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Weekly Update - 03 September 2018 (UK/Europe)

  • Global equity markets rose over the week as US equity markets reached record highs. Equity markets rose on the back of easing trade tensions as the US and Mexico reached an agreement on a revamped NAFTA (North American Free Trade Agreement) trade deal and the European Union’s chief Brexit negotiator, Michel Barnier, indicated that a "unprecedented" Brexit deal for the UK may be possible. However, markets retreated later in the week as US President Donald Trump threatened to leave the World Trade Organization and move ahead with his plans to impose additional tariffs on $200bn of Chinese imports. The MSCI AC World Index rose 0.6% in local currency terms, but broad sterling strength dragged down returns to -0.4% in sterling terms. Developed Pacific ex Japan was the best performing region in local currency terms (1.4%), supported by a rally in Australian financial stocks. Japan was the best performing region in sterling terms (0.6%). The UK was the worst performing region in both local currency and sterling terms, falling by 1.9% as broad sterling strength hit UK internationally-focused blue-chip stocks.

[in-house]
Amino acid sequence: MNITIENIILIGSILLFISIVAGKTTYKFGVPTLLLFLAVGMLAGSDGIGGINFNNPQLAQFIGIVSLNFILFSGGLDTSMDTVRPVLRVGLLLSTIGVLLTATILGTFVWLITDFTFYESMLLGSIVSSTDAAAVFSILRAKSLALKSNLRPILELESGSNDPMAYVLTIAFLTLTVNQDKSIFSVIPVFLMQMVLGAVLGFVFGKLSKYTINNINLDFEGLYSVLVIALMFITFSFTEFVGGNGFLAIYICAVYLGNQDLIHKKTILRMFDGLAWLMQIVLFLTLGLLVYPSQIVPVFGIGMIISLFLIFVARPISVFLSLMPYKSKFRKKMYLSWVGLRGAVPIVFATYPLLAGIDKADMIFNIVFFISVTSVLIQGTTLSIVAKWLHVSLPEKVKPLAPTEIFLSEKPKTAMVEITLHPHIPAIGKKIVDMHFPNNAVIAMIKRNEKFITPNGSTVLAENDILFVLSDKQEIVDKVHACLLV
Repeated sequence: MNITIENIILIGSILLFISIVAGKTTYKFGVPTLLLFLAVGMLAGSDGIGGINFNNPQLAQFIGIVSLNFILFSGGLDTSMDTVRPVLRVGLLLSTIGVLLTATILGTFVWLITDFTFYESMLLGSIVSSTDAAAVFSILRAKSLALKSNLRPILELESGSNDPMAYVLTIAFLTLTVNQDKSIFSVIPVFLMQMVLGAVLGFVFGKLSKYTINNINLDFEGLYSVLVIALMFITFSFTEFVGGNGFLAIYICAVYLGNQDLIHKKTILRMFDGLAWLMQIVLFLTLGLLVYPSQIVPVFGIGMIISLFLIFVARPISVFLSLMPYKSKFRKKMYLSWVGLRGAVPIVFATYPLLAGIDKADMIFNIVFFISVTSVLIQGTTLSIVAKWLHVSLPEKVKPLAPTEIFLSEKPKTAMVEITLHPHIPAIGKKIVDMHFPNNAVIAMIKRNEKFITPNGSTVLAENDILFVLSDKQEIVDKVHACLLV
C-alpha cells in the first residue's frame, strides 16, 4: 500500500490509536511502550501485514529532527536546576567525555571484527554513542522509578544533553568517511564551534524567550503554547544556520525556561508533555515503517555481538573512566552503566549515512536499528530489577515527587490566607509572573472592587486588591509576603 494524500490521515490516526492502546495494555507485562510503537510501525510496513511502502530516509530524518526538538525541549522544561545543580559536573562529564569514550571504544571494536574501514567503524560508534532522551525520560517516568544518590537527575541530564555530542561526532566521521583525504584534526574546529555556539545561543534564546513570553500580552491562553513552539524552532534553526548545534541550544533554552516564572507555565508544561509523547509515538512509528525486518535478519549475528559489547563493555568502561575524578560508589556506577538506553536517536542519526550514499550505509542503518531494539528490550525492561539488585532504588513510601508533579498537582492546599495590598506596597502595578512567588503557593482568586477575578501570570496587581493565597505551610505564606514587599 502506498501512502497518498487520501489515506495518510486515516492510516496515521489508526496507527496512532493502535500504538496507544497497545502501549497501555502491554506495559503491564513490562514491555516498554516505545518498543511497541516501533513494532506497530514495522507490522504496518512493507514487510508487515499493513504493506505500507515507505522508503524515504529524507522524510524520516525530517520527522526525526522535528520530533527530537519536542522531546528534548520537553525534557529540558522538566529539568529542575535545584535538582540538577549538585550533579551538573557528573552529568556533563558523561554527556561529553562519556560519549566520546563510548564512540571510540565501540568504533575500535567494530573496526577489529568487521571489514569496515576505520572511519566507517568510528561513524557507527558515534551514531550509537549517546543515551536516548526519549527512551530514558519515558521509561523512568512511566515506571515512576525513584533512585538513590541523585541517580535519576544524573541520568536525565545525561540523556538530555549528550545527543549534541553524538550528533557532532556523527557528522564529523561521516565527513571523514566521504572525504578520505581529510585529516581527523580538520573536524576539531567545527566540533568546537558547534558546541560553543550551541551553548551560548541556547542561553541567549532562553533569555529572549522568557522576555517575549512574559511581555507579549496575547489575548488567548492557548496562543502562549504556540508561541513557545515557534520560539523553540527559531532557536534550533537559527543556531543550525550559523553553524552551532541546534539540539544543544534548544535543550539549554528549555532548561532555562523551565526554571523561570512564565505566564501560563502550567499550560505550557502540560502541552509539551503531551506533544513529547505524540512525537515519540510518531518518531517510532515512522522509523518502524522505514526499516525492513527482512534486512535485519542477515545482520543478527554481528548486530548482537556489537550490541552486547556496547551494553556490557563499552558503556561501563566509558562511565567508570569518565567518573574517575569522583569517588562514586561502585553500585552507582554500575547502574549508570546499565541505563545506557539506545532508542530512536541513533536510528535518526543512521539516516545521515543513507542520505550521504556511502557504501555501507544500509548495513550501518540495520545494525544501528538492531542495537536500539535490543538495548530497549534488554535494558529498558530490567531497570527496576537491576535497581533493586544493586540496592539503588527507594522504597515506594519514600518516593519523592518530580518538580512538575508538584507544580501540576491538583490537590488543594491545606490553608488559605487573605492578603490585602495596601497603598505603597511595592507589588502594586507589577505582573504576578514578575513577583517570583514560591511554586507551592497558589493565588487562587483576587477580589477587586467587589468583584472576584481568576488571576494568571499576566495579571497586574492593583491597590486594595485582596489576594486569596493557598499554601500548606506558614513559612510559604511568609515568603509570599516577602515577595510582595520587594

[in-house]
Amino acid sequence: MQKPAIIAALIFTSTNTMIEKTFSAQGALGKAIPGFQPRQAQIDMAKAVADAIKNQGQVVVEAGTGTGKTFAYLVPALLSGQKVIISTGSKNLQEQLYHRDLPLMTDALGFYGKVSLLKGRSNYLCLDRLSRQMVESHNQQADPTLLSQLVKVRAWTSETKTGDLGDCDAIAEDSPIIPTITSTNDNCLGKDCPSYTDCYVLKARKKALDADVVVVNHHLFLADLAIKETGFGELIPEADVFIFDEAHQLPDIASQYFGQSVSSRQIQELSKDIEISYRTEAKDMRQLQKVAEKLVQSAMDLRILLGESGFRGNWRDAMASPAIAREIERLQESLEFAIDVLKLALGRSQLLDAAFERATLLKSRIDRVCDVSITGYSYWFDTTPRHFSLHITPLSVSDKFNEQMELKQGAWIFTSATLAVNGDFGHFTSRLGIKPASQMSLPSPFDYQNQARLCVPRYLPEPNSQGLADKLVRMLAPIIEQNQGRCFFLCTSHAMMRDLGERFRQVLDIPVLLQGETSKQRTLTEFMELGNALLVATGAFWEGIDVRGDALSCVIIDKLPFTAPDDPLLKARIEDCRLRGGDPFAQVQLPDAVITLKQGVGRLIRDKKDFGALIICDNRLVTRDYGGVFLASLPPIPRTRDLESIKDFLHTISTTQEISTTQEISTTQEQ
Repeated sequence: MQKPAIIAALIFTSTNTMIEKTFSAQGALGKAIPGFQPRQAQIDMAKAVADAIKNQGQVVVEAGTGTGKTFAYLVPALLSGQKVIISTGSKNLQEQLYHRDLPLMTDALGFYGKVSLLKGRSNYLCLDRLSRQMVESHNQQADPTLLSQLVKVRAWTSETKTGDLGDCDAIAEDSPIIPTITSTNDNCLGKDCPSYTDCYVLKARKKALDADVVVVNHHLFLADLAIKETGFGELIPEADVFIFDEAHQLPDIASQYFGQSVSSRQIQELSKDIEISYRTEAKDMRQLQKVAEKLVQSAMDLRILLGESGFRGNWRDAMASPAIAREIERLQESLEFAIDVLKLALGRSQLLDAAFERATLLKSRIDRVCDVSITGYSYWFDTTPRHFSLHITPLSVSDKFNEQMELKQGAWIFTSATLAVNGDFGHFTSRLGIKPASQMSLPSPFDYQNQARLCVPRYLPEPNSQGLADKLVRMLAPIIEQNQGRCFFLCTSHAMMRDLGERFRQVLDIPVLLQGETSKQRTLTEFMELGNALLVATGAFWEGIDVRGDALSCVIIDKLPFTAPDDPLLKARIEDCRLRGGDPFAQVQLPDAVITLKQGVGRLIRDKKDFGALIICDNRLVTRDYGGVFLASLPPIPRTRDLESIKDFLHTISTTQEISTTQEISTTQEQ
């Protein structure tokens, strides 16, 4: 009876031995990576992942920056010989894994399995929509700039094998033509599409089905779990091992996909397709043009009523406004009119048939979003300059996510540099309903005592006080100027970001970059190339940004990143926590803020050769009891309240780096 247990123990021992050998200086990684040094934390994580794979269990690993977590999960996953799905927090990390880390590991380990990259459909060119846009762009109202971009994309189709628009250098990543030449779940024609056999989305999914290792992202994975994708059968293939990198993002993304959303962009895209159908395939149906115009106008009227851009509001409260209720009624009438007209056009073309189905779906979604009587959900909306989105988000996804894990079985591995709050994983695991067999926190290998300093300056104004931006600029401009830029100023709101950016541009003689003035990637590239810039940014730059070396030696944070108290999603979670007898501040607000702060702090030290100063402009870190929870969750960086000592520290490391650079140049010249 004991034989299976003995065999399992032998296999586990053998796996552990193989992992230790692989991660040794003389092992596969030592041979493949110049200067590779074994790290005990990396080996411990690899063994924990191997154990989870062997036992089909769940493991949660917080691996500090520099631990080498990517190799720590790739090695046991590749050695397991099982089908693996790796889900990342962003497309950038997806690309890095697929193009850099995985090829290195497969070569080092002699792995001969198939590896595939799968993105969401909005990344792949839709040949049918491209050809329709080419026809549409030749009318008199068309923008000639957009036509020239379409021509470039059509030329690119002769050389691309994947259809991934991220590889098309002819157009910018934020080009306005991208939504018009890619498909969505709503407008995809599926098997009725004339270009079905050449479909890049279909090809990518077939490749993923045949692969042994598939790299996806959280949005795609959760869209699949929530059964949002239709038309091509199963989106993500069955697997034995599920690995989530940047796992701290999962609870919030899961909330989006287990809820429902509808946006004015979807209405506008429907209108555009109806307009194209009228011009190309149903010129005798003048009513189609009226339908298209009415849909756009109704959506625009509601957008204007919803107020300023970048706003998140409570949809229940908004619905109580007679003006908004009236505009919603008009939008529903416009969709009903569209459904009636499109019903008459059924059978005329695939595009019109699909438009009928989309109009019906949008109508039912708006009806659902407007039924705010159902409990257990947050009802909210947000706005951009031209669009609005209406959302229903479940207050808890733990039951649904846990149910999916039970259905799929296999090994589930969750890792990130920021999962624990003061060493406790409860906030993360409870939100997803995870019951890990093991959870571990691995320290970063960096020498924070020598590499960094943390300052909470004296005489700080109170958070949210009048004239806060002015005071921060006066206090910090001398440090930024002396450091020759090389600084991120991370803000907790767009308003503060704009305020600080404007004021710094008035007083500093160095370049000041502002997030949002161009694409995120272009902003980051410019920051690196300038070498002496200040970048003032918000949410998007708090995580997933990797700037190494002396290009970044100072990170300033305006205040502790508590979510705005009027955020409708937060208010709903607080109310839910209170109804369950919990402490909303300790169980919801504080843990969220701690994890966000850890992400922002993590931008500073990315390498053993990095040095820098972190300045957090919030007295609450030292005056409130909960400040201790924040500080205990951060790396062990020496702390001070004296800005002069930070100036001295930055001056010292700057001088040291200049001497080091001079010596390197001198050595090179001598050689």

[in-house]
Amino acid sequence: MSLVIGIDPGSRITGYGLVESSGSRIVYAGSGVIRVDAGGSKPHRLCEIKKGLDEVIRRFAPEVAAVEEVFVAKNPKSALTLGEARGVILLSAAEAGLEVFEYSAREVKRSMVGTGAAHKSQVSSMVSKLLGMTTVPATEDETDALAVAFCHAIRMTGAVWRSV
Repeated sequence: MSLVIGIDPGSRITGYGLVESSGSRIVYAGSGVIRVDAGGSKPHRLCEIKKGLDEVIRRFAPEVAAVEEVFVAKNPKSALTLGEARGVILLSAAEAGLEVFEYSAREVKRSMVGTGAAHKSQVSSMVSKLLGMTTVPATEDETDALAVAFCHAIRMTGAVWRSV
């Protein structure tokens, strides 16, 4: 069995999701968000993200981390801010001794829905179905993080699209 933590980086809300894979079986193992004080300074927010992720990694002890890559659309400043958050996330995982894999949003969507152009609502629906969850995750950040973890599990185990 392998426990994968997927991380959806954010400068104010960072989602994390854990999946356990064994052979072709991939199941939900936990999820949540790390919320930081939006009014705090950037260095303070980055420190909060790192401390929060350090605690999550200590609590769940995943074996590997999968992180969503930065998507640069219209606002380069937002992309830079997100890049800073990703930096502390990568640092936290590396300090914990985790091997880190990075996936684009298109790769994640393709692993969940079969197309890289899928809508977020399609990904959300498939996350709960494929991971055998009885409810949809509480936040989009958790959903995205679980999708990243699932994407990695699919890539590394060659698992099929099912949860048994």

• UK gilt yields rose across all maturities over the week, except at the shortest end of the curve. 10-year UK gilt yield rose by 15bps to 1.43% on speculation that Mark Carney will stay on for an additional year as the governor of the Bank of England. 20-year UK gilt yield rose by 1bp to 1.75%. The 10-year US treasury yield rose by 3bps to 2.85%. In Europe, German bund yields fell by 1bp to 0.33% whilst French government bond yields rose by 1bp to 0.69%. Italian government bond yields rose by 9bps to 3.22% as budget uncertainty prevailed. Greek bond yields rose by 20bps to 4.36%.
  • The 20-year real yield in the UK rose by 3bps to -1.59% and the Over 5-year real yield rose by 4bps to -1.54%. 20-year breakeven inflation fell by 2bps to 3.27%.
  • The US high yield bond spread over US treasury yields rose by 3bps to 349bps and the spread of USD denominated EM debt over US treasury yields rose by 7bps to 370bps over the week. The sterling non-gilt spread over UK gilt yields (based on the Merrill Lynch index) rose by 1bp to 120bps.
  • The S&P GSCI rose by 1.1% in USD terms over the week. The energy sector rose by 1.6% as the price of Brent crude oil gained 2.1% to US$77/BBL. Crude oil prices rose as US crude oil inventories and Iranian crude exports both fell. Industrial metals fell by 1.1% despite copper prices gaining 0.3% to US$6,019/MT. Agricultural prices rose by 0.6% and the gold price gained 0.4% to US$1,202/ounce.
  • Sterling strengthened against major currencies over the week. The US dollar depreciated by 1.1% against sterling, ending the week at $1.30/£. The euro depreciated by 1.0% against sterling, finishing the week at €1.12/£. The Japanese yen appreciated by 0.3% against the US dollar, ending the week at ¥110.89/$.